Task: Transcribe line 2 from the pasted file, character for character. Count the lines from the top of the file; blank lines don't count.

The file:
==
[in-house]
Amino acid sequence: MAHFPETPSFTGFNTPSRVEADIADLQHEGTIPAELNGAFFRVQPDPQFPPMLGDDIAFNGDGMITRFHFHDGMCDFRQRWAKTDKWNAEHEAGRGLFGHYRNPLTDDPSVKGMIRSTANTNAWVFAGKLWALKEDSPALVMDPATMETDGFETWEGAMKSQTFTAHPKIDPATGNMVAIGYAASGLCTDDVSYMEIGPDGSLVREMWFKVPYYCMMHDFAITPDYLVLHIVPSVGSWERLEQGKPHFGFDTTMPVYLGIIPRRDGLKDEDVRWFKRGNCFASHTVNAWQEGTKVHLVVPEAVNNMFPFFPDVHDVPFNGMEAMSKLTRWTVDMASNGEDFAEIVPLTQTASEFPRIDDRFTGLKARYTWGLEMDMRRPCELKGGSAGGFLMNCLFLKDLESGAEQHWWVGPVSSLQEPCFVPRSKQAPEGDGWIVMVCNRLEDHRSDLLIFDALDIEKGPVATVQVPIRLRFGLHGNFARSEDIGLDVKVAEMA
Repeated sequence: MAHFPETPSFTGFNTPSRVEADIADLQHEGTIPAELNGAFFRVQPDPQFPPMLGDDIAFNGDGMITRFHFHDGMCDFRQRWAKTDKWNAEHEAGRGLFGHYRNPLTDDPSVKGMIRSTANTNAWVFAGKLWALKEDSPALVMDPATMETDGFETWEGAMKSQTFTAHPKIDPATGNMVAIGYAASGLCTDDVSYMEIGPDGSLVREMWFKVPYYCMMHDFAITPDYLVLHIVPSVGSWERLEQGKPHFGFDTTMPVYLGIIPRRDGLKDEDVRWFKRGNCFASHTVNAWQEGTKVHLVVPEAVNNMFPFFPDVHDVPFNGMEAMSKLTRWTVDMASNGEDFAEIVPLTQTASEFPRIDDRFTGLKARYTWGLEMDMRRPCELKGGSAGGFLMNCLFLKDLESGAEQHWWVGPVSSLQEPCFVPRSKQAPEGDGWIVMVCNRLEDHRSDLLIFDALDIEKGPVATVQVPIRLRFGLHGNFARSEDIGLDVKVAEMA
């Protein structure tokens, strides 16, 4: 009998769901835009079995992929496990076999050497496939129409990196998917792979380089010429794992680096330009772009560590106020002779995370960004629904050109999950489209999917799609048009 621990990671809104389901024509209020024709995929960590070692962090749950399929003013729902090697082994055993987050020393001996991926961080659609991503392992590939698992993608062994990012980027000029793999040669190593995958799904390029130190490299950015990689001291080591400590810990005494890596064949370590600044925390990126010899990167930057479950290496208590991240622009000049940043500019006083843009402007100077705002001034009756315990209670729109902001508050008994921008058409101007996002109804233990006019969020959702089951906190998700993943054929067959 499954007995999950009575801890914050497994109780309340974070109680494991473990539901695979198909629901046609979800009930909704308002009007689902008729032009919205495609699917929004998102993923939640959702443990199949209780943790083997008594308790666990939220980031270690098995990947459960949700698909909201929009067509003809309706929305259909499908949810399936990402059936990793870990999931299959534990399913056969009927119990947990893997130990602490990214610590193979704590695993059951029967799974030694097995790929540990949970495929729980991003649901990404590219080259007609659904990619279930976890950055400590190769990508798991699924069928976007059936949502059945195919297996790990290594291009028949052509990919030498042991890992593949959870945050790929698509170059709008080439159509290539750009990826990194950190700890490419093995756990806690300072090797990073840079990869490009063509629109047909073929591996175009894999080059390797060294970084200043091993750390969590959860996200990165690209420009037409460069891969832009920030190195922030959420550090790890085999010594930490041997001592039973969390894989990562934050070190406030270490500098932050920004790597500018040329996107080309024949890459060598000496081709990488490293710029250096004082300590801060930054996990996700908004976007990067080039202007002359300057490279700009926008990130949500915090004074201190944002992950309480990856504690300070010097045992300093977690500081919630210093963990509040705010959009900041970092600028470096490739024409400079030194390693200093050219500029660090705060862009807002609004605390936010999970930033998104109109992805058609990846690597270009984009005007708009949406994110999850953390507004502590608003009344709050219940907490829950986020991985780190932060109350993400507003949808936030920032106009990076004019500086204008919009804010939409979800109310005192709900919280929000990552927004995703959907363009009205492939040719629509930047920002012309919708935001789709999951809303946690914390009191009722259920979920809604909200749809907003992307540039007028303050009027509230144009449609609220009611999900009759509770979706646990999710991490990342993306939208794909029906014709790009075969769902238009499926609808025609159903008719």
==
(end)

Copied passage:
Amino acid sequence: MAHFPETPSFTGFNTPSRVEADIADLQHEGTIPAELNGAFFRVQPDPQFPPMLGDDIAFNGDGMITRFHFHDGMCDFRQRWAKTDKWNAEHEAGRGLFGHYRNPLTDDPSVKGMIRSTANTNAWVFAGKLWALKEDSPALVMDPATMETDGFETWEGAMKSQTFTAHPKIDPATGNMVAIGYAASGLCTDDVSYMEIGPDGSLVREMWFKVPYYCMMHDFAITPDYLVLHIVPSVGSWERLEQGKPHFGFDTTMPVYLGIIPRRDGLKDEDVRWFKRGNCFASHTVNAWQEGTKVHLVVPEAVNNMFPFFPDVHDVPFNGMEAMSKLTRWTVDMASNGEDFAEIVPLTQTASEFPRIDDRFTGLKARYTWGLEMDMRRPCELKGGSAGGFLMNCLFLKDLESGAEQHWWVGPVSSLQEPCFVPRSKQAPEGDGWIVMVCNRLEDHRSDLLIFDALDIEKGPVATVQVPIRLRFGLHGNFARSEDIGLDVKVAEMA